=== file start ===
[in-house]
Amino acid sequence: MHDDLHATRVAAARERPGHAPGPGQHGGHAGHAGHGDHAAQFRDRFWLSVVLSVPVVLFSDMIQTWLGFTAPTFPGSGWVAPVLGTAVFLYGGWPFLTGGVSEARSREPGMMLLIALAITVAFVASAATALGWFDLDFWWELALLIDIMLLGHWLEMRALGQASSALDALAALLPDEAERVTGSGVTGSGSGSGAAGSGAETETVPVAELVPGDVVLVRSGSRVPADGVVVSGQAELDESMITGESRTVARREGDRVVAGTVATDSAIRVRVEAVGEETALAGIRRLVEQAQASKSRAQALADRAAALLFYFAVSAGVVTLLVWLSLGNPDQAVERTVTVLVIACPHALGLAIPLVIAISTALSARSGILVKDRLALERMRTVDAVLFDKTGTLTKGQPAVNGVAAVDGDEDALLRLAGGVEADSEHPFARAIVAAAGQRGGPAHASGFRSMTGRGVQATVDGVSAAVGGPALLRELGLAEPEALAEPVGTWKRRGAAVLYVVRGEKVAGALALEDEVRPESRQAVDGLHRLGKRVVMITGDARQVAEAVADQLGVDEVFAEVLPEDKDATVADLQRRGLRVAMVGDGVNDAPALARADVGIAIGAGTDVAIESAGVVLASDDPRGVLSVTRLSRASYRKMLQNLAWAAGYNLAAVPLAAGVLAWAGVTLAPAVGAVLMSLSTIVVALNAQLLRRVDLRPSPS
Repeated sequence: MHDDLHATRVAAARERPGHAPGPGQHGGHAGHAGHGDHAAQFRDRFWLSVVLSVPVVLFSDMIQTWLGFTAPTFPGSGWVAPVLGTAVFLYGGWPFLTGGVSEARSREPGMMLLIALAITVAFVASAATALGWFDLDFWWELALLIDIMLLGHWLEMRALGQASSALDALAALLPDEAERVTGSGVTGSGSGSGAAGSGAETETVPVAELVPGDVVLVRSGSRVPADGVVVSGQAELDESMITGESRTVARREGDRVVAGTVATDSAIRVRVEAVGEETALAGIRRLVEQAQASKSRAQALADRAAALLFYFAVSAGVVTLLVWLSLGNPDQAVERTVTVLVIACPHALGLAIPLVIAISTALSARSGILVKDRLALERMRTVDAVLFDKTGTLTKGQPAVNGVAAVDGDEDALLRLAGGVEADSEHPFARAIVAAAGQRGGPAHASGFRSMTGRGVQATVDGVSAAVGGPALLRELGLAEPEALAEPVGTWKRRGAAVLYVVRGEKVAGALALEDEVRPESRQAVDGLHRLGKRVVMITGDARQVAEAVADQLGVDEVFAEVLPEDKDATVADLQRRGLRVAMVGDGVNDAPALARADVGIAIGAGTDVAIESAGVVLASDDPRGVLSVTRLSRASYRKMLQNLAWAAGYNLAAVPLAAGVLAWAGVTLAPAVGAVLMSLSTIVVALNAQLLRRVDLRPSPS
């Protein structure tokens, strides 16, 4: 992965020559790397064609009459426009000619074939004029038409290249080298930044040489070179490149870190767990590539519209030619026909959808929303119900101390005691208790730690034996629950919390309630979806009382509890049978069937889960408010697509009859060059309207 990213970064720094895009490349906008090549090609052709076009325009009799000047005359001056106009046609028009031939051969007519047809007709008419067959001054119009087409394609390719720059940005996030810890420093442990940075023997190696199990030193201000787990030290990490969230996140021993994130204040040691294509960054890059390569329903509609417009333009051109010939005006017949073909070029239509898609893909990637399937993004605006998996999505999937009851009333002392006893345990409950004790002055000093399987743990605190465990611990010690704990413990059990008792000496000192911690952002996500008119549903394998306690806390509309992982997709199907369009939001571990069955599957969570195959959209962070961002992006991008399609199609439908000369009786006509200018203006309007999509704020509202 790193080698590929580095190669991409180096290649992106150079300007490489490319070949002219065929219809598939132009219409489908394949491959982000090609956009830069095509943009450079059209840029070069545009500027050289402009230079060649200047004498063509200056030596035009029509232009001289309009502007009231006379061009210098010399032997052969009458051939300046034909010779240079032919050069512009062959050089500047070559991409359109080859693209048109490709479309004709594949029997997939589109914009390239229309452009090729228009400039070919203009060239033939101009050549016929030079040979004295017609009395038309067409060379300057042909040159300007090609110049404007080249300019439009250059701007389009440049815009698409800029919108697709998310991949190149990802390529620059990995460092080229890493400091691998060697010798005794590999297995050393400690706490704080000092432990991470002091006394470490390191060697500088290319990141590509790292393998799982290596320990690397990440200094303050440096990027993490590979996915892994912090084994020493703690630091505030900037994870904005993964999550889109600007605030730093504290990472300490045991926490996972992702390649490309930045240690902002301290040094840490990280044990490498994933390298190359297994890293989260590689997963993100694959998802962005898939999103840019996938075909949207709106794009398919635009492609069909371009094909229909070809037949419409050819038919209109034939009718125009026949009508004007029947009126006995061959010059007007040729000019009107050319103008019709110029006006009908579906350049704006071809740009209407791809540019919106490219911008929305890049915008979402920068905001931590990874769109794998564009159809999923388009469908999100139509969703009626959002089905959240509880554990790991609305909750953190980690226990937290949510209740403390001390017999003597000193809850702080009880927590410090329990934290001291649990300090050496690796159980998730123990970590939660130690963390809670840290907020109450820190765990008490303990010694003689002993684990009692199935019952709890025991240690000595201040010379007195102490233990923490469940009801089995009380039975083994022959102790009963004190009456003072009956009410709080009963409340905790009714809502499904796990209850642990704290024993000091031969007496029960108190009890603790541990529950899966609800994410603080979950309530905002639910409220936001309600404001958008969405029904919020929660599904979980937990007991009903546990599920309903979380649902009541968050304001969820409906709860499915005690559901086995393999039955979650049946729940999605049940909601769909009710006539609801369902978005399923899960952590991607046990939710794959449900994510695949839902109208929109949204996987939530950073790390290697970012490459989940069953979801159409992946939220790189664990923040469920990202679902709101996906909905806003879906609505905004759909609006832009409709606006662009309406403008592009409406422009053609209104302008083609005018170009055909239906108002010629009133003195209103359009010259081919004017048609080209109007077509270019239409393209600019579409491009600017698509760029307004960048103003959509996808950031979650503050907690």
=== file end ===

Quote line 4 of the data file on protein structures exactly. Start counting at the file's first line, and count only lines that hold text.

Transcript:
């Protein structure tokens, strides 16, 4: 992965020559790397064609009459426009000619074939004029038409290249080298930044040489070179490149870190767990590539519209030619026909959808929303119900101390005691208790730690034996629950919390309630979806009382509890049978069937889960408010697509009859060059309207 990213970064720094895009490349906008090549090609052709076009325009009799000047005359001056106009046609028009031939051969007519047809007709008419067959001054119009087409394609390719720059940005996030810890420093442990940075023997190696199990030193201000787990030290990490969230996140021993994130204040040691294509960054890059390569329903509609417009333009051109010939005006017949073909070029239509898609893909990637399937993004605006998996999505999937009851009333002392006893345990409950004790002055000093399987743990605190465990611990010690704990413990059990008792000496000192911690952002996500008119549903394998306690806390509309992982997709199907369009939001571990069955599957969570195959959209962070961002992006991008399609199609439908000369009786006509200018203006309007999509704020509202 790193080698590929580095190669991409180096290649992106150079300007490489490319070949002219065929219809598939132009219409489908394949491959982000090609956009830069095509943009450079059209840029070069545009500027050289402009230079060649200047004498063509200056030596035009029509232009001289309009502007009231006379061009210098010399032997052969009458051939300046034909010779240079032919050069512009062959050089500047070559991409359109080859693209048109490709479309004709594949029997997939589109914009390239229309452009090729228009400039070919203009060239033939101009050549016929030079040979004295017609009395038309067409060379300057042909040159300007090609110049404007080249300019439009250059701007389009440049815009698409800029919108697709998310991949190149990802390529620059990995460092080229890493400091691998060697010798005794590999297995050393400690706490704080000092432990991470002091006394470490390191060697500088290319990141590509790292393998799982290596320990690397990440200094303050440096990027993490590979996915892994912090084994020493703690630091505030900037994870904005993964999550889109600007605030730093504290990472300490045991926490996972992702390649490309930045240690902002301290040094840490990280044990490498994933390298190359297994890293989260590689997963993100694959998802962005898939999103840019996938075909949207709106794009398919635009492609069909371009094909229909070809037949419409050819038919209109034939009718125009026949009508004007029947009126006995061959010059007007040729000019009107050319103008019709110029006006009908579906350049704006071809740009209407791809540019919106490219911008929305890049915008979402920068905001931590990874769109794998564009159809999923388009469908999100139509969703009626959002089905959240509880554990790991609305909750953190980690226990937290949510209740403390001390017999003597000193809850702080009880927590410090329990934290001291649990300090050496690796159980998730123990970590939660130690963390809670840290907020109450820190765990008490303990010694003689002993684990009692199935019952709890025991240690000595201040010379007195102490233990923490469940009801089995009380039975083994022959102790009963004190009456003072009956009410709080009963409340905790009714809502499904796990209850642990704290024993000091031969007496029960108190009890603790541990529950899966609800994410603080979950309530905002639910409220936001309600404001958008969405029904919020929660599904979980937990007991009903546990599920309903979380649902009541968050304001969820409906709860499915005690559901086995393999039955979650049946729940999605049940909601769909009710006539609801369902978005399923899960952590991607046990939710794959449900994510695949839902109208929109949204996987939530950073790390290697970012490459989940069953979801159409992946939220790189664990923040469920990202679902709101996906909905806003879906609505905004759909609006832009409709606006662009309406403008592009409406422009053609209104302008083609005018170009055909239906108002010629009133003195209103359009010259081919004017048609080209109007077509270019239409393209600019579409491009600017698509760029307004960048103003959509996808950031979650503050907690």